Argentine Economy

Argentine Economy and Culture

Southern America

ECONOMY

Business etiquette

Appointments and business cards are common. Argentine business people prefer to negotiate with an equal interlocutor, personal contacts are highly valued during negotiations and business meetings usually start ten to 15 minutes later than planned. All brochures are in Spanish, but some business people also speak English or Italian.

Buenos Aires
appointments and business cards are common. Argentine businesspeople prefer to negotiate with an equal partner; foreign visitors are expected to be punctual. All brochures are in Spanish, but some business people also speak English or Italian.

Opening hours

Business hours: Mon-Fri 9 a.m.-12 p.m. and 2 p.m.-7 p.m. Saturdays until noon. Some shops open later and have longer opening times.

Economy

Cámara de Industria y Comercio Argentino-Alemana (German-Argentine Chamber of Commerce)
Av. Corrientes 327, piso 23, C1043AAD AR-Buenos Aires
Tel: (011) 52 19 40 00.
Internet: www.ahkargentina.com

Latin American Chamber of Commerce in Switzerland
c / o DPS Communications
Gessnerallee 28, CH-8001 Zurich
Tel: (044) 272 08 52.
Internet: www.latcam.ch

Cámara Argentina de Comercio (Argentine Chamber of Commerce)
Avenida Leandro N. Alem 36, C1003AAN AR-Buenos Aires
Tel: (011) 53 00 90 00.
Internet: www.cac.com.ar

Business contacts

Cámara de Industria y Comercio Argentino-Alemana (German-Argentine Chamber of Commerce)
Av. Corrientes 327, piso 23, C1043AAD AR-Buenos Aires
Tel: (011) 52 19 40 00.
Internet: www.ahkargentina.com

Latin American Chamber of Commerce in Switzerland
c / o DPS Communications
Gessnerallee 28, CH-8001 Zurich
Tel: (044) 272 08 52.
Internet: www.latcam.ch

Cámara Argentina de Comercio (Argentine Chamber of Commerce)
Avenida Leandro N. Alem 36, C1003AAN AR-Buenos Aires
Tel: (011) 53 00 90 00.
Internet: www.cac.com.ar

Argentine Economy

COMMUNICATION

Phone

Public telephones can be used with calling cards or with telephone tokens (available at kiosks or from telephone companies). There are also some coin-operated telephone booths. There are also telephone centers called locutorios in most cities.

Cellphone

GSM 850/1900 and iDEN. Network operators include Telecom Personal (Internet: www.personal.com.ar), Claro (Internet: www.claro.com.ar) and Movistar (Internet: www.movistar.com.ar).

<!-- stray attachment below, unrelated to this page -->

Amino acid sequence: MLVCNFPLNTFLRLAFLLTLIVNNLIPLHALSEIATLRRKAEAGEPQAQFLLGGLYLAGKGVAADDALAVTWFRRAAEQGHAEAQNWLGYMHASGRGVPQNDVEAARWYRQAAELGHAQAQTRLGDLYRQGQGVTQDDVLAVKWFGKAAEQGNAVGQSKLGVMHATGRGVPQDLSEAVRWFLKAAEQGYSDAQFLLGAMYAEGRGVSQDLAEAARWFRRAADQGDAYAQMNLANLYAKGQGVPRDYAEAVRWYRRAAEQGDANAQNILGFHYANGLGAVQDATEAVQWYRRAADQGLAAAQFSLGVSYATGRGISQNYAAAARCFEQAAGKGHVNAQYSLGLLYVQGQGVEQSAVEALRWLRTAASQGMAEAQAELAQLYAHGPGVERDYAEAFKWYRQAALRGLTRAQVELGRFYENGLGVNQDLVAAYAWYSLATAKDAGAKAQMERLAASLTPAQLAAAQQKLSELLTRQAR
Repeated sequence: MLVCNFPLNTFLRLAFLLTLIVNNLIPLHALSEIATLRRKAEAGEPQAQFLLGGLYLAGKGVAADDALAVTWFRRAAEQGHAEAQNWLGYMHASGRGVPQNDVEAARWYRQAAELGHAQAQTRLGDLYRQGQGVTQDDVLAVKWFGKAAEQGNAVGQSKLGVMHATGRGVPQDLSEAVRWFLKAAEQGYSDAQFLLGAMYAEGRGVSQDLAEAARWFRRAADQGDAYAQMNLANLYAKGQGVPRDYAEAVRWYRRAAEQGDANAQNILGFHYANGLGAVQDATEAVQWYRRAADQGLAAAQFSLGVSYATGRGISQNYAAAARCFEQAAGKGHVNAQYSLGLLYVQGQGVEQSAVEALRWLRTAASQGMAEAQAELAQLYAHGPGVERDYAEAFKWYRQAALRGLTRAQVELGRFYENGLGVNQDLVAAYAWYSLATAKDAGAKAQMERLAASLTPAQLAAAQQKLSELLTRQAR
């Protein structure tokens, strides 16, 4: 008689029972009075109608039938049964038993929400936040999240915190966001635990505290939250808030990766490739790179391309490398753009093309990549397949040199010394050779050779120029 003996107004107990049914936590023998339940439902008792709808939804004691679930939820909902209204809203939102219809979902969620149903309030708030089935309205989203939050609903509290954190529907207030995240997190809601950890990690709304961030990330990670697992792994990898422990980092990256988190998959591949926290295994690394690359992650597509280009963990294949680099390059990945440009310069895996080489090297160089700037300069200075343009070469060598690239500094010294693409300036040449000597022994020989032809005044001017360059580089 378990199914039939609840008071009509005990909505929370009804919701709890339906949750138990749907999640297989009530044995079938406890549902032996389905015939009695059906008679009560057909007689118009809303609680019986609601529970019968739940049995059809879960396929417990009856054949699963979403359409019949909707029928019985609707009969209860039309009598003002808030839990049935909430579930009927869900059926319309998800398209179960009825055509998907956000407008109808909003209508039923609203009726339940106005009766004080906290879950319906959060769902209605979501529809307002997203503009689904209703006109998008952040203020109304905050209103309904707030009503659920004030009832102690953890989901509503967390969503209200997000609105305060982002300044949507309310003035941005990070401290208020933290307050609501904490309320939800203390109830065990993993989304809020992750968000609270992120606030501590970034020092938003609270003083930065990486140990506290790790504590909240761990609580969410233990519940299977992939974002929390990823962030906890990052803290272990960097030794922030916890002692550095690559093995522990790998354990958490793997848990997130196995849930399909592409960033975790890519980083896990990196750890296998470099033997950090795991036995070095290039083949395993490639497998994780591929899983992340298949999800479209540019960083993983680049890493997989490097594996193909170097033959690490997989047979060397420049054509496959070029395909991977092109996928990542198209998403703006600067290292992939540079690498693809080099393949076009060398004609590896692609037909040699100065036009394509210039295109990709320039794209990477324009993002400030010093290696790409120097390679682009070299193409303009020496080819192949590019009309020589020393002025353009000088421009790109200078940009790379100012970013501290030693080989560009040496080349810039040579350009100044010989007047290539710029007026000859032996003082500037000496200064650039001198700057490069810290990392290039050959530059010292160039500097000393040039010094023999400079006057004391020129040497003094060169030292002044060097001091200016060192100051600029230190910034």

Cell phones can be rented from Phonerental (www.phonerental.com.ar), among others.
Mobile phones must have a tri-band for GSM 1900 network technology. The transmission / reception range is good in most of the country, but there is usually no reception in remote areas such as in the mountains. Roaming agreements exist with some international telephone companies.

Internet

Internet cafés are located in locutorios (telephone centers) and in Internet cafés in all major cities. Many estancias and rural areas are cut off from both Internet and telephone connections. In contrast, wireless internet access is becoming more common in better hotels.

Post Office

Airmail shipments to Europe take 1 to 2 weeks on the move. The main post office (Correo central) in Buenos Aires (Sarmiento 151) is open Mon-Fri 8 a.m. to 8 p.m. and Sat 9 a.m. to 1 p.m.

Radio

Since the use of shortwave frequencies changes several times over the course of a year, it is advisable to contact Deutsche Welle customer service directly (Tel: (+49) (0228) 429 32 08. Internet: www.dw-world.de) to request.

CULTURE

Religion

90% Roman Catholic; 2% Protestants, Jewish and Muslim minorities.

Social rules of conduct

Manners: The usual forms of courtesy apply. Traditions should be respected. People address themselves as Señor or Señora or by their first name – Doña Maria is the name of the neighbor, Don Julio the baker. To greet friends, you kiss each other on the cheek. After a private invitation, it is considered polite to send the hostess a bouquet of flowers the next day. People queuing at bus stops, in front of cinemas, etc. – jostling in front is extremely unpopular.

Clothing: Casual clothing is appropriate almost everywhere; more elegant cloakrooms are only expected at official events and in exclusive restaurants. Correct clothing is expected when entering churches.

Smoking: In Buenos Aires and in some other Argentine cities, public transport, cinemas and theaters are non-smoking areas. In these cities, smoking is banned in all public spaces, including restaurants and bars. The only exceptions are cigar clubs and shops. Outdoors, e.g. Smoking is permitted, for example on balconies and terraces.

Alcohol: Although Argentina, a country located in South America according to cheeroutdoor, is known for its excellent wines, Argentinians drink significantly less alcohol than Europeans. In bars and discos, non-alcoholic beverages are often enjoyed and only a few are noticeably drunk.

Tip is common and 5 to 10% of the invoice amount is appropriate. In some hotels and restaurants, 25% service and 21% tax are added to the bill. Taxi drivers expect visitors to tip.

Government

Presidential democracy, Federal Republic since 1853. Constitution from 1994, last amendment 1997. Bicameral parliament: House of Representatives with 257 elected members and Senate with 72 elected members. After the constitutional amendment from 1994 to four years, the president is determined by direct elections. Independent since 1816 (from Spain).

COUNTRY DATA

Area code +54 Area (km2) 2780400 Population 43431886 Population density (per km2) 16 Population in 2015 Member of the EU No main emergency number 107